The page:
Ω: Trump IS Our President. Take Good Notes. Weekend Open Thread.

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I am heading to the DMV to renew my Driver’s License.  It will, I expect — this time, I sort of hope — take hours and hours.  That way, whatever I find when I emerge from that special world will be a sort of relief.

This is a time of newly made-up ritual for those of us opposed to Trump.  I tested my blood sugar this morning with a prick to my left middle finger, all the better to greet the Trump Presidency.  Then I had jasmine green tea with a couple of croissants for breakfast.  This is all silliness, I recognize — my ruefully asserting my counterculture identity in the face of the leaper headed my/our way as we transition, at the moment this is published, from President Gallant to President Goofus.  Those of my stripe are probably occupying themselves with other meaningless acts of mock rebellion as the noon hour approaches Washington D.C.

But there’s one thing that I won’t say, because it is too silly.  I will not say that “Donald Trump is Not My President.”

He is.  Or, at least, by the time you read this, while I’m at the DMV, he will be.  MY President.  YOUR President.  OUR President.  That’s the problem right there!  No point in wishing it away.

We earned him.  Republicans, obviously, earned him — honorable exceptions aside.  Independents — well, we might as well blame you as well.  There is a heated debate within the Democratic Party as to whether it is even permissible to credit Hillary and her supporters for this result.  On Facebook last week, I was involved in a discussion on the post of an old female friend from Pittsburgh.  I had said that not only Bernie Sanders was more likely to win.  A friend of hers called me a sexist, opposed to voting for a woman.  I said that, no, I had wanted Sen. Elizabeth Warren to win — and that I think that she too would have won.  So would Sen. Kirsten Gillibrand.  And that part of the lesson here was: don’t nominate the second-least-liked candidate in Presidential polling history in the expectation of that candidate knocking off the most-least-liked, because that’s cutting things too close.  And this friend of a friend said “see, that’s how these men are — they say they’ll vote for any woman except the one who’s actually running!”  And I said “she DID run, and she DID lose — by losing exactly the part of the country that I and others, including Trump, SAID that she would lose!”  And she explained to me that she did NOT lose, she won by almost three million votes, and anyway it was Comey and Putin who….  That’s where we Democrats are as a party right now.  We, the “fact-based”-party, have to deal with others within our ranks who deny the existence and importance of the Electoral College, and who blame Russian “rat-fucking” (that’s actually a recognized term for “political dirty tricks”) for a failure to inspire that was already evident more than a year ago.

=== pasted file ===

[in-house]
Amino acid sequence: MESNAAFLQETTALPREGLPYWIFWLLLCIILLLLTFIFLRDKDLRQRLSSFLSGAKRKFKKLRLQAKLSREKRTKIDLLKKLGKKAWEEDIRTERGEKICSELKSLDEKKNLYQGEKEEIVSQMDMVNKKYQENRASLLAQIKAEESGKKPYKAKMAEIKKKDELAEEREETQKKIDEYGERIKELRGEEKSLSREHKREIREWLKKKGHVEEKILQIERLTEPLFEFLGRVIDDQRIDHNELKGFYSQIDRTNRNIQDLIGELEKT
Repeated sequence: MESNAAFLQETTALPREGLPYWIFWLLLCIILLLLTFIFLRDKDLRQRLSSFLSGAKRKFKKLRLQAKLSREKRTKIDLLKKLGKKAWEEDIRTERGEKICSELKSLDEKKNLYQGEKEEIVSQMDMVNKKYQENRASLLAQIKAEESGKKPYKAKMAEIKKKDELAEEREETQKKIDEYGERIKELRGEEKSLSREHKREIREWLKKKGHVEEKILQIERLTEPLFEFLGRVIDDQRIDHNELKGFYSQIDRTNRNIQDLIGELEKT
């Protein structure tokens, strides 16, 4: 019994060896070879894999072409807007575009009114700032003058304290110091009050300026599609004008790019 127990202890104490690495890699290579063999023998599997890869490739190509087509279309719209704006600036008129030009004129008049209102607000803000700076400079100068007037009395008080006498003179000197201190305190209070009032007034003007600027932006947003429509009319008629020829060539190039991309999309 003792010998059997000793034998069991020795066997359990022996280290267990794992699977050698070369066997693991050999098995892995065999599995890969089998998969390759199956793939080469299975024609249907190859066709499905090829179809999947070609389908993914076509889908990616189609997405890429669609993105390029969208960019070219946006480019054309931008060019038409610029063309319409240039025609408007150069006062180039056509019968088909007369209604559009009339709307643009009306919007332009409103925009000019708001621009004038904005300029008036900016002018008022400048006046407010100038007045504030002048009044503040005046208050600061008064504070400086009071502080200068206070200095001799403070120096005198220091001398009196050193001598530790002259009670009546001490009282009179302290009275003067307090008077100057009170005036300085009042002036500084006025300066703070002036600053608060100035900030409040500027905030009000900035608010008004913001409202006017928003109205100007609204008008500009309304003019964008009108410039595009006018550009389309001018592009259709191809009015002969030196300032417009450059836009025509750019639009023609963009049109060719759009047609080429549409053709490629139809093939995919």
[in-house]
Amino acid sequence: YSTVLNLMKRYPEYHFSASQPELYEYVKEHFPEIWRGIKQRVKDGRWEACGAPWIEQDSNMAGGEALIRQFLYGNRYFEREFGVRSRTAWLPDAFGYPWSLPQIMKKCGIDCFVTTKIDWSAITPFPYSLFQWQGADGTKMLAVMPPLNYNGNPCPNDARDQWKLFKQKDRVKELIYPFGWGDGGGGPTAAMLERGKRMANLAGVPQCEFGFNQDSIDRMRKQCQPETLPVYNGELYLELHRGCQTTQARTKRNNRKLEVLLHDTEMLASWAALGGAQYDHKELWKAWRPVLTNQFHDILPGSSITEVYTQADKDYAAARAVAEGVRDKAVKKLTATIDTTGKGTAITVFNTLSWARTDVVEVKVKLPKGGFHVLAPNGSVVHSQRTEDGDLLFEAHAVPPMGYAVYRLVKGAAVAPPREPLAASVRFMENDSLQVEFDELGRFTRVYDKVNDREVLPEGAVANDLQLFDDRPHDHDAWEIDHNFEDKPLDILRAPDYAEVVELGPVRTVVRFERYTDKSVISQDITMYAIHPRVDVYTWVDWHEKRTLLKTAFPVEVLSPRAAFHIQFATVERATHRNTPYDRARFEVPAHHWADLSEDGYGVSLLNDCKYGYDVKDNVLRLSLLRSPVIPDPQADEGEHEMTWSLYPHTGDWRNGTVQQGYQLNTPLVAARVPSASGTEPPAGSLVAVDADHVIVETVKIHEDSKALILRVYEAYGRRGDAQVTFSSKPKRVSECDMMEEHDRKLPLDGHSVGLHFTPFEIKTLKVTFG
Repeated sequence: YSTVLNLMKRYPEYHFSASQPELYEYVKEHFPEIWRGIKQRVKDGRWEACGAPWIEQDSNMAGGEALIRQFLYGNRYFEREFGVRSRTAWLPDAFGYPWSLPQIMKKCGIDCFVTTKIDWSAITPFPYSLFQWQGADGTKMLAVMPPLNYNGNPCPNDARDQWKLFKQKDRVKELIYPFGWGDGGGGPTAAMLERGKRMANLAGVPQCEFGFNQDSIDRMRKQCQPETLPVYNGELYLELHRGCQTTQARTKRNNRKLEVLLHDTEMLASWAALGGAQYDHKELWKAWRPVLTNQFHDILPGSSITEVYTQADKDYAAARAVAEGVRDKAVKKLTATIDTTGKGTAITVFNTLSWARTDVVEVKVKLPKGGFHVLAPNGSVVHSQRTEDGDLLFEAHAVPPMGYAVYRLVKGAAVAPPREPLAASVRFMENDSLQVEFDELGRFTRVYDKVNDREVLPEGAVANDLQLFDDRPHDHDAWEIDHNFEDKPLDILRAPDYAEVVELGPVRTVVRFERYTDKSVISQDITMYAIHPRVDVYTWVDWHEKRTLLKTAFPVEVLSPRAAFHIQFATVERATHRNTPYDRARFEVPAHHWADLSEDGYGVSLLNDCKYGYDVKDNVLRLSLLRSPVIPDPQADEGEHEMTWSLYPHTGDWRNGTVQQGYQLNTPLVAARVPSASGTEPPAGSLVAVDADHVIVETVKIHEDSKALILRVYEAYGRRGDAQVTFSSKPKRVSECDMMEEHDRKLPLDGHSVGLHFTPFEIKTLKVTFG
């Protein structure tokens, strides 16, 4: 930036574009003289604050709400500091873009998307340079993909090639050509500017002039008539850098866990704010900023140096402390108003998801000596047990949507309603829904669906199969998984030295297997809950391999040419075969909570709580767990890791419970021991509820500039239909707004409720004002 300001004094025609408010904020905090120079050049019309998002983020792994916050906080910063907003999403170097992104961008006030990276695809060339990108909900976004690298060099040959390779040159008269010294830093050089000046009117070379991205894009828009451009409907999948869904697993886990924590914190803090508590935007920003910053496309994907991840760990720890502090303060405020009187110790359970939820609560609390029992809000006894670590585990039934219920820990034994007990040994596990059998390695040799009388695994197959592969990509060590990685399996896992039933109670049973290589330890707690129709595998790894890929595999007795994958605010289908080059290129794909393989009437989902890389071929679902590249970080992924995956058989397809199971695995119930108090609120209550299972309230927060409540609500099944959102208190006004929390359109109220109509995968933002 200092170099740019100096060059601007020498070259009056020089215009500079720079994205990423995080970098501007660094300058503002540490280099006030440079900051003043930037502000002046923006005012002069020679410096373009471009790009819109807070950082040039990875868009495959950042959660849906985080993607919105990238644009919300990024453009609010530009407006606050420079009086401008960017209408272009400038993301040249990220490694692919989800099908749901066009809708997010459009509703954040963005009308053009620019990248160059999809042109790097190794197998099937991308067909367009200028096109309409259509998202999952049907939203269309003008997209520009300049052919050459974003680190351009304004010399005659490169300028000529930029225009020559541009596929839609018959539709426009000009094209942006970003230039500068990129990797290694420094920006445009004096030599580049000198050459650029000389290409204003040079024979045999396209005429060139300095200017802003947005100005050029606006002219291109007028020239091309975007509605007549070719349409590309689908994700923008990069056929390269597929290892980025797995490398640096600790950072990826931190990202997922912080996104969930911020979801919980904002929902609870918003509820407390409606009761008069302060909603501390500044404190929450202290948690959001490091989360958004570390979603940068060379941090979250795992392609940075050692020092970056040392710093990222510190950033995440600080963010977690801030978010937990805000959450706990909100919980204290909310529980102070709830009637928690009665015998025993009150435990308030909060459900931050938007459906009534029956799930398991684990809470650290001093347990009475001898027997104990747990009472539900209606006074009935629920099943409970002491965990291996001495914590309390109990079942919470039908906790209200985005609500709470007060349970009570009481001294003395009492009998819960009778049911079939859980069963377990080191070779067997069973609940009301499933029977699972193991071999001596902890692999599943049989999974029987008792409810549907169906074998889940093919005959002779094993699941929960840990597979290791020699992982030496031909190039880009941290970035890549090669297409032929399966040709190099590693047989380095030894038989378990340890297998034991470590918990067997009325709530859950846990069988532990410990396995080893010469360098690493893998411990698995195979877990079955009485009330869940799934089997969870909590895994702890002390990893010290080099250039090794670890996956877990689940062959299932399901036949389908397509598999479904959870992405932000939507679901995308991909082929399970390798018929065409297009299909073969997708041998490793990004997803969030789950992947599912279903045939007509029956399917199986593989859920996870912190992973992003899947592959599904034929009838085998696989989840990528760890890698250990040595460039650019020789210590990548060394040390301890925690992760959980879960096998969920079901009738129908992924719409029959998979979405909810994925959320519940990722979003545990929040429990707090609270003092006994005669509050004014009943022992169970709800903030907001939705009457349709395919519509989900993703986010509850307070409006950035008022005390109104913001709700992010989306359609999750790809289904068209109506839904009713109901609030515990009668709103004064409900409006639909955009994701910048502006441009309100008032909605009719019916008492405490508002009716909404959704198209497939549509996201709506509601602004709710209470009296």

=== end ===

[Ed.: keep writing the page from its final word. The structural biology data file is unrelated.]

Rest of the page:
We may never get over this one.  You think that the Balkan peoples have long memories of past grievances?  We didn’t nominate Sanders, when it comes down to it, because George McGovern lost in 1972.

But there is one thing on which I think that we can all agree, best put into words by the blogger Duncan “Atrios” Black 15 or so years ago: we must “Document the Atrocities.”  In other words: Take Good Notes.